Should you continue renting the place you live in or is it time to become a homeowner? Buying a home is a big step and there are some things you should think about before making the leap.
Here’s what you should consider before becoming a homeowner:
1. Your future plans
Owning a home will have a major impact on your finances as well as your lifestyle. When you rent, you can usually leave after one year or stay where you are. However, a home is a commitment and it means you’ll need to stay put for a longer period of time. Selling a property after a couple of years might not make financial sense, especially considering the cost of selling and then buying another home.
If you think you might want to move to another city or province in the near future or you expect to be transferred, it doesn’t make sense to own and renting is likely a better option.
2. How much you can afford
Before purchasing a home, you need to know the amount you can afford to pay. To make it easier to estimate how much you can spend, a mortgage affordability calculator will come in handy. Once you input your income and your monthly expenses (debt repayments, car payments, heating costs, property taxes), it’ll crunch the numbers to give you an approximate amount of how much you can afford.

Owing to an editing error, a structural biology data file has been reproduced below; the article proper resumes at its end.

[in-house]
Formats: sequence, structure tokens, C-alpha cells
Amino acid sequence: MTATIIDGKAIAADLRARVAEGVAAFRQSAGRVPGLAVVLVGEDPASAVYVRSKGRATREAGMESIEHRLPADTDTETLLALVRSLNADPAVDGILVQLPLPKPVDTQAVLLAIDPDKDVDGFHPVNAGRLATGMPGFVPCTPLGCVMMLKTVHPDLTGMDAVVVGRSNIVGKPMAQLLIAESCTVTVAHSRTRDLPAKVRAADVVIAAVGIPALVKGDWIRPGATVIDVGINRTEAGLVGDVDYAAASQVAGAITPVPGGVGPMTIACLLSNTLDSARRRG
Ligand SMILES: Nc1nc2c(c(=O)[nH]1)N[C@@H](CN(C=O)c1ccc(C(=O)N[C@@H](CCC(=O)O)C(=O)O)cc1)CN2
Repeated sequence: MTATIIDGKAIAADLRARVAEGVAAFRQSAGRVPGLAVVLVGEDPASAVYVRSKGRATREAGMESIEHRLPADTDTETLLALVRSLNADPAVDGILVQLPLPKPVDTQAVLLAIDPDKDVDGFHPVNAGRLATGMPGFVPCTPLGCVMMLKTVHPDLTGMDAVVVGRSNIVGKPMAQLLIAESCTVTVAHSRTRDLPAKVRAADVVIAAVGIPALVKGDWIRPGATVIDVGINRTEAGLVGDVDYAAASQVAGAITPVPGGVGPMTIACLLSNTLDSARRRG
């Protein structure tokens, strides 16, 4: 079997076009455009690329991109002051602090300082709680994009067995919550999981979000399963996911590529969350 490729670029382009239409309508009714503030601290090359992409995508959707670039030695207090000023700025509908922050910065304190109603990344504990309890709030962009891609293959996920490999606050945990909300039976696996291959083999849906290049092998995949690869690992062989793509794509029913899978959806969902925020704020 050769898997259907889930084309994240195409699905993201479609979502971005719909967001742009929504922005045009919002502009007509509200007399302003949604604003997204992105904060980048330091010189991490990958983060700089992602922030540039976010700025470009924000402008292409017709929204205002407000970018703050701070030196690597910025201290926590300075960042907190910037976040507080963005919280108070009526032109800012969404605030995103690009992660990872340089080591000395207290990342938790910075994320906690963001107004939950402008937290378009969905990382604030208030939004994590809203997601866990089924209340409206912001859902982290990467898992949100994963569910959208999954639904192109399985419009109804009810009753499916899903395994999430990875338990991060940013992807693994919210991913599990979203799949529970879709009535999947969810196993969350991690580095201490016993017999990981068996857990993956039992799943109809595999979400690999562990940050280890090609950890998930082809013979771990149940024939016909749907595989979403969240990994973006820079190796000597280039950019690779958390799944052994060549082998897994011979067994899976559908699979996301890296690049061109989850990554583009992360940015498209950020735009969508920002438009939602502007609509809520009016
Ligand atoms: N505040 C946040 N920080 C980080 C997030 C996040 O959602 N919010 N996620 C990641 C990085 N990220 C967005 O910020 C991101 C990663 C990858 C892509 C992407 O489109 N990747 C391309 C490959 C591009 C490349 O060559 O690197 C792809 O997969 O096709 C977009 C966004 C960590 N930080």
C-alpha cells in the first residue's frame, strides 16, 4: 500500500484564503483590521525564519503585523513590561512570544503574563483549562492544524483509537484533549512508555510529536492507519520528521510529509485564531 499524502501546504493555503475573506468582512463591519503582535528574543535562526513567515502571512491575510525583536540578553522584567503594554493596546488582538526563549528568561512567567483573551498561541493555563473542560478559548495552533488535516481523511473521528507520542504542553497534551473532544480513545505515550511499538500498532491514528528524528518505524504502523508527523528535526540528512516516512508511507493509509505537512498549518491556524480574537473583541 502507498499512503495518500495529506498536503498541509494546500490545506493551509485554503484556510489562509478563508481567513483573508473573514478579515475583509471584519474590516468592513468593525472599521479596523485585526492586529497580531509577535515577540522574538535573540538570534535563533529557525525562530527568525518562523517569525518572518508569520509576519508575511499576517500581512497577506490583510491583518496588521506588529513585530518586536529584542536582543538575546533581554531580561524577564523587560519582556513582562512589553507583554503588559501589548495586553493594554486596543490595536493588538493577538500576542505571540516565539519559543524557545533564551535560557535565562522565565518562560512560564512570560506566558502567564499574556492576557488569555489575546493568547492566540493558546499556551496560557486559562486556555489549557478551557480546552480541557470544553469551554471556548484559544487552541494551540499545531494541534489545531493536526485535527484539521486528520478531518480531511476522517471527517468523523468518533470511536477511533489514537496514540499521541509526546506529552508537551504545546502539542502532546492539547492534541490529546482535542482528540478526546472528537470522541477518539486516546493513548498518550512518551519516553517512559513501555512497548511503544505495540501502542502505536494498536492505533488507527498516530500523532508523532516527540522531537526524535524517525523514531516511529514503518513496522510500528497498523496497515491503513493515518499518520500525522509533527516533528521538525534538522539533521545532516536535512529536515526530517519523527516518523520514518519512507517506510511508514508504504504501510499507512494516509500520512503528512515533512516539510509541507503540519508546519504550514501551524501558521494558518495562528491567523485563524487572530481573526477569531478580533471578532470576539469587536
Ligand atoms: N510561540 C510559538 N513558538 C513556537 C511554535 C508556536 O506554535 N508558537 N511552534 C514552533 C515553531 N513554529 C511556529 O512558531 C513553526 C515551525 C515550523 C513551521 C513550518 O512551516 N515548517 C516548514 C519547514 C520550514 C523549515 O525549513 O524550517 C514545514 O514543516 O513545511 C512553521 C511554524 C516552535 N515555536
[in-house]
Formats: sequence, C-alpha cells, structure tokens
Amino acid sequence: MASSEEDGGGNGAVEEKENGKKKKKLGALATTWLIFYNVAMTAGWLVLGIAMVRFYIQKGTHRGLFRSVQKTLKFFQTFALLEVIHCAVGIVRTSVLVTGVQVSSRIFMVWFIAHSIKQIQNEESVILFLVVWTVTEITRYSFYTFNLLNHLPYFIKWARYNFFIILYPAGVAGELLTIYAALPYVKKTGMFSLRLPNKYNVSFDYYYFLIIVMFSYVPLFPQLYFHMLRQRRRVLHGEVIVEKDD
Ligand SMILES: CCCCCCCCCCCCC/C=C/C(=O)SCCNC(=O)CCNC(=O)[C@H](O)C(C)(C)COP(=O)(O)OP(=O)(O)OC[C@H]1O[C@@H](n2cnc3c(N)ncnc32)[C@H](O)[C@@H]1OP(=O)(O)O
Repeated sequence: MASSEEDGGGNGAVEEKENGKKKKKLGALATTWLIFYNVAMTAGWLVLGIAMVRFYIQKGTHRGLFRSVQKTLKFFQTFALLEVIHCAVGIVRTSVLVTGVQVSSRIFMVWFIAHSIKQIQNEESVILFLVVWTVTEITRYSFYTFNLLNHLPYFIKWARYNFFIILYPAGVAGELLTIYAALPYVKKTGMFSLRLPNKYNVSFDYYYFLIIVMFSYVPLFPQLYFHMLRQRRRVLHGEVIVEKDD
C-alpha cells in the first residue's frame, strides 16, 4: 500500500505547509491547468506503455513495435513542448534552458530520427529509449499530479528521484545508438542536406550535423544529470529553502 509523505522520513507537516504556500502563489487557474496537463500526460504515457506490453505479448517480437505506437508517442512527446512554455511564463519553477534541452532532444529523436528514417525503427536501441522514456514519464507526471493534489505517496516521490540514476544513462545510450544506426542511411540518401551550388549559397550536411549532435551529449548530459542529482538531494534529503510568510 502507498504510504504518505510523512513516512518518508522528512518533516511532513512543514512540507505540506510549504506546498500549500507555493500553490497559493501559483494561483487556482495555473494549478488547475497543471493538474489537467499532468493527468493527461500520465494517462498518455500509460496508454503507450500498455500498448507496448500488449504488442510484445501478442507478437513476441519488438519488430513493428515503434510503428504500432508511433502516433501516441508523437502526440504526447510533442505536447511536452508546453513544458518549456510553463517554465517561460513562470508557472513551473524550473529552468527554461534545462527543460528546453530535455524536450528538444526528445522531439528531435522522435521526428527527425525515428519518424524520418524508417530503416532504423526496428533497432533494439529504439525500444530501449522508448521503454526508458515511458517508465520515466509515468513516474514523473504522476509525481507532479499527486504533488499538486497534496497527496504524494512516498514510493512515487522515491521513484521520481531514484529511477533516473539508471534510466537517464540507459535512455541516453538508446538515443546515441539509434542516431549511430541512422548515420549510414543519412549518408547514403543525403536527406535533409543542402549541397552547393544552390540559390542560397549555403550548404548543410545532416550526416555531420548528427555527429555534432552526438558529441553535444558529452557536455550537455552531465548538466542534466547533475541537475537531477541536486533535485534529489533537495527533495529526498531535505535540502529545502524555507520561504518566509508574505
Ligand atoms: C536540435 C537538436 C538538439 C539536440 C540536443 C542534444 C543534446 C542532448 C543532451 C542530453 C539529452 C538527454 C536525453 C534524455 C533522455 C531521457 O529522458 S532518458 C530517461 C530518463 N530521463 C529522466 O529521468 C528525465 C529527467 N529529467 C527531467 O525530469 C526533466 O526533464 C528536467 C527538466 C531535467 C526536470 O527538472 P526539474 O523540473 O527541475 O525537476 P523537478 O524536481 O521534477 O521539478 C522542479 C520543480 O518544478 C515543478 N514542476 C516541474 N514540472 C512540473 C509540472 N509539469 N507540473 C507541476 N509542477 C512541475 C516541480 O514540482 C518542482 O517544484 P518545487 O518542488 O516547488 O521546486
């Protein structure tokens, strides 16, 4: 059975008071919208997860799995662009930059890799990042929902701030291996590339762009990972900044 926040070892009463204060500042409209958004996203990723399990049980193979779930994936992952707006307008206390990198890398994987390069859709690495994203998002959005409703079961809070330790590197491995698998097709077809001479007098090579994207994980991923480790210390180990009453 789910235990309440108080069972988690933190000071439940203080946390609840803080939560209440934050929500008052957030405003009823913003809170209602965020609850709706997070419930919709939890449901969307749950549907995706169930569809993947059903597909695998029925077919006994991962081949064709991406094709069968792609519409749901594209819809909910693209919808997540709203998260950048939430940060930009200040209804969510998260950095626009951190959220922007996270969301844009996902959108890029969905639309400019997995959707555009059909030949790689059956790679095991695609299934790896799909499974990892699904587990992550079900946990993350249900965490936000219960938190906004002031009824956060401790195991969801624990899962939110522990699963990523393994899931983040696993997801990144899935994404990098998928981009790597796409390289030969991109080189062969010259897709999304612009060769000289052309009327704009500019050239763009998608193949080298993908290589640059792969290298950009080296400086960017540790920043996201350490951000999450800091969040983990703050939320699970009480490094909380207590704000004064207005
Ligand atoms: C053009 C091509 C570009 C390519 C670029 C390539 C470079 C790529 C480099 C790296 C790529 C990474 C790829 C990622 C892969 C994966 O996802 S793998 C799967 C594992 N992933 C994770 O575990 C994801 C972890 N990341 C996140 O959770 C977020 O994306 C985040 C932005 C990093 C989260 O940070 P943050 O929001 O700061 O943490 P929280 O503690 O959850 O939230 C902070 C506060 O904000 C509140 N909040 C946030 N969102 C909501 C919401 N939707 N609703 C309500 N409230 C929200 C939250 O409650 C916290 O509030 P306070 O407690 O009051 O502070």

Once you know the amount you can spend, you can estimate the cost of your mortgage payments by using a mortgage payment calculator. You can try out different scenarios based on the purchase price, the down payment amount, and different mortgage rates. To find out what rate you’ll get, it’s best to speak with a mortgage broker or specialist and get a mortgage pre-approval.
3. Expect the unexpected
Repairs—If you’re a renter and something needs to be fixed, it’s generally your landlord who has to foot the bill. But if you’re a homeowner and you have a leak or your furnace stops working, it’s your problem and you have to pay for the repairs. There’s also the possibility your appliances will stop working at any moment so you may need to have them repaired or replaced. Before you take possession of your property, find out how old everything is so you’ll have an idea of what may need to be fixed or replaced. It’s a good idea to have an emergency fund in case something goes wrong.
Rising condo fees or special assessments—If you buy a condo instead of a house, you have to pay monthly condo fees. Some condo fees include all of your utilities whereas others don’t and you have to pay for heating or water. The age of your building may also determine your fees; older buildings tend to have higher fees. The one thing to watch out for is special assessments, which can be charged to make up for a shortfall in the reserve fund or an unexpected repair.
A change in mortgage rates—It’s hard to predict where mortgage rates are headed. If you get a fixed-rate mortgage, your rate is locked in and you’ll know how much you’ll pay for a specific period of time. But when it comes time to renew, your rate may be different and your payments could change. If you get a variable-rate mortgage, there’s the possibility your rate will rise or fall if the Bank of Canada raises or lowers interest rates. While your payment likely won’t change, a smaller or larger portion will go towards the principal depending on which way rates move.
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